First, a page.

The department isn’t the only area that’s been hurt: Dickinson State University’s annual Arts Roundup, which brought in vendors from around the region to sell their work, was canceled earlier this year after the DSU Foundation cut ties and funding for the event.
There has been talk that another group might step in to take over the event or some iteration of it, but there are “no specific plans,” said Josh Nichols, executive director of the non-profit Arts North Dakota and a member of the Dickinson Downtown Association, which through its Sneak Pique Productions with the Oddfellows Lodge has already been bringing various musical and theater events to the city.
Nichols said North Dakota is full of “little bitty pockets of art” and community art councils.
“You’ll find that more and more across the state, there’s so much talent,” he said.
Though many area artists keep their work to themselves, the loss of the Arts Roundup this summer meant a lost opportunity to bring in vendors who make their living on the arts circuit.
“If we don’t have a venue set up for them, they just don’t stop by,” he said.
‘The right time’
More than just art events, Lee said she thinks it’s time for Dickinson to get its own community arts center.
“What I would love to see for the community is there would be a center, a building where we could have theater, dance programs, art programs,” she said. “It would be for all ages. That would be ideal.”
The town is ready for it, she said, and “this is the right time,” with so many newcomers coming from out of state. Many come expecting the same amenities they enjoyed back home.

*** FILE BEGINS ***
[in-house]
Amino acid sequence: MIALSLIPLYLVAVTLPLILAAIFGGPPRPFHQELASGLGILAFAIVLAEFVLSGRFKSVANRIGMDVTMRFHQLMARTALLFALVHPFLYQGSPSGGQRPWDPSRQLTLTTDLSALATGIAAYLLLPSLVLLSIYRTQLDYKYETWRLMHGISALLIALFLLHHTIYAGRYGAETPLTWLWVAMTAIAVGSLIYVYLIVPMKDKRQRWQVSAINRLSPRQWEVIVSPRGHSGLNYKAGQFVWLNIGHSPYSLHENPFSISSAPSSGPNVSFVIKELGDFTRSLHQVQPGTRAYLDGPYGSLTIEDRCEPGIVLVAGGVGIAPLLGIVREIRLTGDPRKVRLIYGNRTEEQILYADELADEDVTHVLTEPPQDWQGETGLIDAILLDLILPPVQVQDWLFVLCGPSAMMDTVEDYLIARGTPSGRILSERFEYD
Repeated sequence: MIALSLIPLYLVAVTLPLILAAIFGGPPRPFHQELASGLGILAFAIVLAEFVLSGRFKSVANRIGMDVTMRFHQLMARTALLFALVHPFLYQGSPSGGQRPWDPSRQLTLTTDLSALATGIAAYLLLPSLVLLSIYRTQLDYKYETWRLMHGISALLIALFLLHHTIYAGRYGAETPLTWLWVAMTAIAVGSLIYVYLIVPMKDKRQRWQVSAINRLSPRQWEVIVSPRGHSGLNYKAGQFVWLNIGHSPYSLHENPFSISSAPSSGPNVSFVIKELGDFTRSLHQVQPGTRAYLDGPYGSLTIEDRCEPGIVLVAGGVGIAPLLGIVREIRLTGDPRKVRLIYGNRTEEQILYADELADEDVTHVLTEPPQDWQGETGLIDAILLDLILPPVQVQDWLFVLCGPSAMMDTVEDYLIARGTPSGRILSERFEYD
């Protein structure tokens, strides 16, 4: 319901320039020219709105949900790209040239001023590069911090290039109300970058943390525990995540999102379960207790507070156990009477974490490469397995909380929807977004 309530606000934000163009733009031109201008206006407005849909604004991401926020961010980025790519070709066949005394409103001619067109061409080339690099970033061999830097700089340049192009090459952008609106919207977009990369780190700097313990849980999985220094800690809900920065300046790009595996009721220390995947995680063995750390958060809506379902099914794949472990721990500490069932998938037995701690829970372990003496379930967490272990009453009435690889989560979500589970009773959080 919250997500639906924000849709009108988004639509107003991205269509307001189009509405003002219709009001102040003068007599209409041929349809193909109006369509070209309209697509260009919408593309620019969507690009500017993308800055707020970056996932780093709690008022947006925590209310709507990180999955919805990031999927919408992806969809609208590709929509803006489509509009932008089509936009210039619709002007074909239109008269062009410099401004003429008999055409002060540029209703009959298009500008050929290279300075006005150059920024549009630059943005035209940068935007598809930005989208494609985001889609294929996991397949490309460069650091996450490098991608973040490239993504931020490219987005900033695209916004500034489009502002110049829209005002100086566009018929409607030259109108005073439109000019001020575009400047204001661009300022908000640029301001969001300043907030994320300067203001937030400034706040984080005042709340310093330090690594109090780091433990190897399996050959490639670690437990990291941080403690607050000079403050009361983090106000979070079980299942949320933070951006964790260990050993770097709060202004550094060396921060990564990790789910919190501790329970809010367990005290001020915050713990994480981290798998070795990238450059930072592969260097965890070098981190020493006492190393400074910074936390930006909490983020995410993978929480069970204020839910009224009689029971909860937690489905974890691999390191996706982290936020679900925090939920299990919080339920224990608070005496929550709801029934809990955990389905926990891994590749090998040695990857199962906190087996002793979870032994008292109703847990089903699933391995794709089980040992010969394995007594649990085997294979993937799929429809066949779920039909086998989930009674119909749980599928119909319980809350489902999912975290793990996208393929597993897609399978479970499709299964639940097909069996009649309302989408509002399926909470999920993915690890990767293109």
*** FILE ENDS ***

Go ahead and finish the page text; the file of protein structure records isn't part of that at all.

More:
The arts department, located away from the DSU campus on West Villard, has seen more phone calls and drop-ins than ever before from people looking for art, Lee said.
“I’ve had more people just walking in and asking, ‘Is this an art gallery?’” she said. Many call looking for art classes for their children, or things they can do at night after work.
“There is a real need,” Lee said.
The Strom Center partnered with local leaders and graduate students from the University of Mary in 2013 to conduct a feasibility study for an arts center in Dickinson; Nichols said a facility like the Jamestown Arts Center would be a “real asset to the community.”
The study found that the possibility is there, if community support and funding is there as well.
Hardin said he and Galster are hopeful that the movement they helped spark within the artistic community with their gallery and Art Avenue will continue to expand alongside Dickinson.
“We’re growing, and that’s not going to stop for a while,” Hardin said. “And with the growth, we have to provide for the people that are coming. And if the people want it, yeah, that will happen.
“The culture’s here. People want all this,” he added. “They want an artistic side to the community.”
Faulx is a reporter with The Press. Call her at 456-1207 or tweet her at NadyaFaulx

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Press Photo by Nadya Faulx Celebrations ‘n’ Crafts curators Josh Hardin, left, and Amanda Galster read a document in between customers on Friday at their store and gallery in downtown Dickinson. The two North Dakota natives are part of an emerging art community in Dickinson.